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Strengthening South Korea’s new strategic posture

By Yoon Young-kwan

17 Jan 2023 · 4 min read

Editor's Note

Former foreign affairs minister of South Korea weighs in on how President Yoon Suk-yeol is rethinking the geopolitics within the Korean Peninsula which needs a more proactive stance from the US.

SEOUL – The geopolitical terrain in Northeast Asia is shifting, and, fortunately, the region’s two great democracies, Japan and South Korea, are moving in a similar direction. If prudent, strategic leadership prevails in both Tokyo and Seoul, the two countries’ historical enmity may finally be consigned to the past, and security across the Indo-Pacific region will be enhanced.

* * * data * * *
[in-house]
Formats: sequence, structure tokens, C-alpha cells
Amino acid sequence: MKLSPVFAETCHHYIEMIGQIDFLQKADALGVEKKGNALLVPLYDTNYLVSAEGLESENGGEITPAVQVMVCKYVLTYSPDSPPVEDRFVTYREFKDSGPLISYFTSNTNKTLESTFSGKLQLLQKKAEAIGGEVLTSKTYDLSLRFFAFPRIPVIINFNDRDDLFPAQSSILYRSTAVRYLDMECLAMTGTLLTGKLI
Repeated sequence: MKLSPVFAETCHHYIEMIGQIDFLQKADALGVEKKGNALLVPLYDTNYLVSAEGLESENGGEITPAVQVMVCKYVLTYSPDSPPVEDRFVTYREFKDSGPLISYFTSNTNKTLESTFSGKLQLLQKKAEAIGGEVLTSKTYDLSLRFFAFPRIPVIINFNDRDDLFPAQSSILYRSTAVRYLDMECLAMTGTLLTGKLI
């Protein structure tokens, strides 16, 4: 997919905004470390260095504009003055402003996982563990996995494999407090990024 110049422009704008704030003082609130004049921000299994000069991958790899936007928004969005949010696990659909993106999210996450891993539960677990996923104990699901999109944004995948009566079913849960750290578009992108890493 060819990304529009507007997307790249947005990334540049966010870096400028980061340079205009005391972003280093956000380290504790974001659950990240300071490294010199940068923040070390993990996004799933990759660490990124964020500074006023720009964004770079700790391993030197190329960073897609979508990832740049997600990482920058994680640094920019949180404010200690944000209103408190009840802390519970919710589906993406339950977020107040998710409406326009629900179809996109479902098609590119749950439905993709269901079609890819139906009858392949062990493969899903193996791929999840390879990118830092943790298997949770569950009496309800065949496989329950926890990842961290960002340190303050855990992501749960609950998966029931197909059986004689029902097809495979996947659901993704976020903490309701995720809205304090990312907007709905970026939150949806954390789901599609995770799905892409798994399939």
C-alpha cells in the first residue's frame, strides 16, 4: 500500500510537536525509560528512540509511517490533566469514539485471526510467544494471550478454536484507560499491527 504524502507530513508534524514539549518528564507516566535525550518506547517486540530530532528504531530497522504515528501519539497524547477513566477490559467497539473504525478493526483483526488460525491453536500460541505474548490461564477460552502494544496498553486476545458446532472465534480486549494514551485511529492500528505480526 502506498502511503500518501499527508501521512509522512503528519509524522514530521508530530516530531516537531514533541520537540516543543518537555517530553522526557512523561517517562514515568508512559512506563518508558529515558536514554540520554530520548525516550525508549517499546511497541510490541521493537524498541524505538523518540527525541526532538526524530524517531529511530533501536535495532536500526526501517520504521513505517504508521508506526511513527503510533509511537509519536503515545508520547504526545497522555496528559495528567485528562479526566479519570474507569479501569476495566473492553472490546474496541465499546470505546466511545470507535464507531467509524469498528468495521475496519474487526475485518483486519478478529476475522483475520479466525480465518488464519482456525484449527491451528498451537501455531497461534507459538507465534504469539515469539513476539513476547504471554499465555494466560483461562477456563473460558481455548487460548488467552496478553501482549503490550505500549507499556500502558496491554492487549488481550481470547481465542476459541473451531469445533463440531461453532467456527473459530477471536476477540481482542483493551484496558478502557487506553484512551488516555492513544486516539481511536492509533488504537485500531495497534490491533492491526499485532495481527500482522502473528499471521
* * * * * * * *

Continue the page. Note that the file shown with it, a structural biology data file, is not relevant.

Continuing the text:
The catalyst for reducing the bilateral diplomatic friction – a problem that dates to the pre-World War II era– was Yoon Suk-yeol’s (no relation) inauguration as president of the Republic of Korea last May. With Yoon’s arrival in the presidential office, the pursuit of a chimerical “balance” in relations with China and the United States – previously a central focus of South Korea’s foreign policy – has given way to a more clear-eyed assessment of the country’s security needs.

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